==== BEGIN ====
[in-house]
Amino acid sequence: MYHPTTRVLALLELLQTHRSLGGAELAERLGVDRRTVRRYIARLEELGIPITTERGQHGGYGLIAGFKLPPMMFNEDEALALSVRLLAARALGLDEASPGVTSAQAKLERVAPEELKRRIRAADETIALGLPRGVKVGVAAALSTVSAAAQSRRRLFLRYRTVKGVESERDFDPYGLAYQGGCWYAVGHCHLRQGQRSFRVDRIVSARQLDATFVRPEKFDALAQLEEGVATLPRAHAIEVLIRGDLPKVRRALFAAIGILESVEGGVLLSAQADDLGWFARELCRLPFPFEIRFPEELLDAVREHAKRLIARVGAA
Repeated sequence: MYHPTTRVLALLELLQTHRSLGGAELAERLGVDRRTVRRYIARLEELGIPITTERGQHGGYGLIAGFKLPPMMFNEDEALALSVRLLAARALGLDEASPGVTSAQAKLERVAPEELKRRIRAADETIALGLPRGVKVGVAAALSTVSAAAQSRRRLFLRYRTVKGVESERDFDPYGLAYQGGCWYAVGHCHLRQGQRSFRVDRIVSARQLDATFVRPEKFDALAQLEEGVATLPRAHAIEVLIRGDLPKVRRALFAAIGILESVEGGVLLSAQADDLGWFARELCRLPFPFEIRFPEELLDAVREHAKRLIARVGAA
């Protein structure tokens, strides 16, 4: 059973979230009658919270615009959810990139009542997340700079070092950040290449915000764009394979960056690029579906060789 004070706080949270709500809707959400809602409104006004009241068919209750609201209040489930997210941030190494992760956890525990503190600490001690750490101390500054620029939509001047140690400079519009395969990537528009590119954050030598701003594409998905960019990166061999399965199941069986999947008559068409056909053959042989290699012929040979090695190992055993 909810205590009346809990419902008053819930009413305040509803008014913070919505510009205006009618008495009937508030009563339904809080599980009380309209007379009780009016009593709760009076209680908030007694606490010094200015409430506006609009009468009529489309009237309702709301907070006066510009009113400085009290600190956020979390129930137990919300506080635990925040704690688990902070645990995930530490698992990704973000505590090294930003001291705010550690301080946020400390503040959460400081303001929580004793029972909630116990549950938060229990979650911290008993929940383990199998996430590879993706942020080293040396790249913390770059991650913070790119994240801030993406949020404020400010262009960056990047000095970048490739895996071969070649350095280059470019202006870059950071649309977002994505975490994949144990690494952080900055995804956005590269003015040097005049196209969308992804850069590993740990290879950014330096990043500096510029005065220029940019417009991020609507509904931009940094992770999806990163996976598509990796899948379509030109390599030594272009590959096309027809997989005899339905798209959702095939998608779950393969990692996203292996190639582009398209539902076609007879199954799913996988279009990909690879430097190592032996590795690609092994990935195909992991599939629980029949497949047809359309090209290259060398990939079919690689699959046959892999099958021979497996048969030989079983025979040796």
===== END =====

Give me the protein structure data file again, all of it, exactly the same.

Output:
[in-house]
Amino acid sequence: MYHPTTRVLALLELLQTHRSLGGAELAERLGVDRRTVRRYIARLEELGIPITTERGQHGGYGLIAGFKLPPMMFNEDEALALSVRLLAARALGLDEASPGVTSAQAKLERVAPEELKRRIRAADETIALGLPRGVKVGVAAALSTVSAAAQSRRRLFLRYRTVKGVESERDFDPYGLAYQGGCWYAVGHCHLRQGQRSFRVDRIVSARQLDATFVRPEKFDALAQLEEGVATLPRAHAIEVLIRGDLPKVRRALFAAIGILESVEGGVLLSAQADDLGWFARELCRLPFPFEIRFPEELLDAVREHAKRLIARVGAA
Repeated sequence: MYHPTTRVLALLELLQTHRSLGGAELAERLGVDRRTVRRYIARLEELGIPITTERGQHGGYGLIAGFKLPPMMFNEDEALALSVRLLAARALGLDEASPGVTSAQAKLERVAPEELKRRIRAADETIALGLPRGVKVGVAAALSTVSAAAQSRRRLFLRYRTVKGVESERDFDPYGLAYQGGCWYAVGHCHLRQGQRSFRVDRIVSARQLDATFVRPEKFDALAQLEEGVATLPRAHAIEVLIRGDLPKVRRALFAAIGILESVEGGVLLSAQADDLGWFARELCRLPFPFEIRFPEELLDAVREHAKRLIARVGAA
């Protein structure tokens, strides 16, 4: 059973979230009658919270615009959810990139009542997340700079070092950040290449915000764009394979960056690029579906060789 004070706080949270709500809707959400809602409104006004009241068919209750609201209040489930997210941030190494992760956890525990503190600490001690750490101390500054620029939509001047140690400079519009395969990537528009590119954050030598701003594409998905960019990166061999399965199941069986999947008559068409056909053959042989290699012929040979090695190992055993 909810205590009346809990419902008053819930009413305040509803008014913070919505510009205006009618008495009937508030009563339904809080599980009380309209007379009780009016009593709760009076209680908030007694606490010094200015409430506006609009009468009529489309009237309702709301907070006066510009009113400085009290600190956020979390129930137990919300506080635990925040704690688990902070645990995930530490698992990704973000505590090294930003001291705010550690301080946020400390503040959460400081303001929580004793029972909630116990549950938060229990979650911290008993929940383990199998996430590879993706942020080293040396790249913390770059991650913070790119994240801030993406949020404020400010262009960056990047000095970048490739895996071969070649350095280059470019202006870059950071649309977002994505975490994949144990690494952080900055995804956005590269003015040097005049196209969308992804850069590993740990290879950014330096990043500096510029005065220029940019417009991020609507509904931009940094992770999806990163996976598509990796899948379509030109390599030594272009590959096309027809997989005899339905798209959702095939998608779950393969990692996203292996190639582009398209539902076609007879199954799913996988279009990909690879430097190592032996590795690609092994990935195909992991599939629980029949497949047809359309090209290259060398990939079919690689699959046959892999099958021979497996048969030989079983025979040796």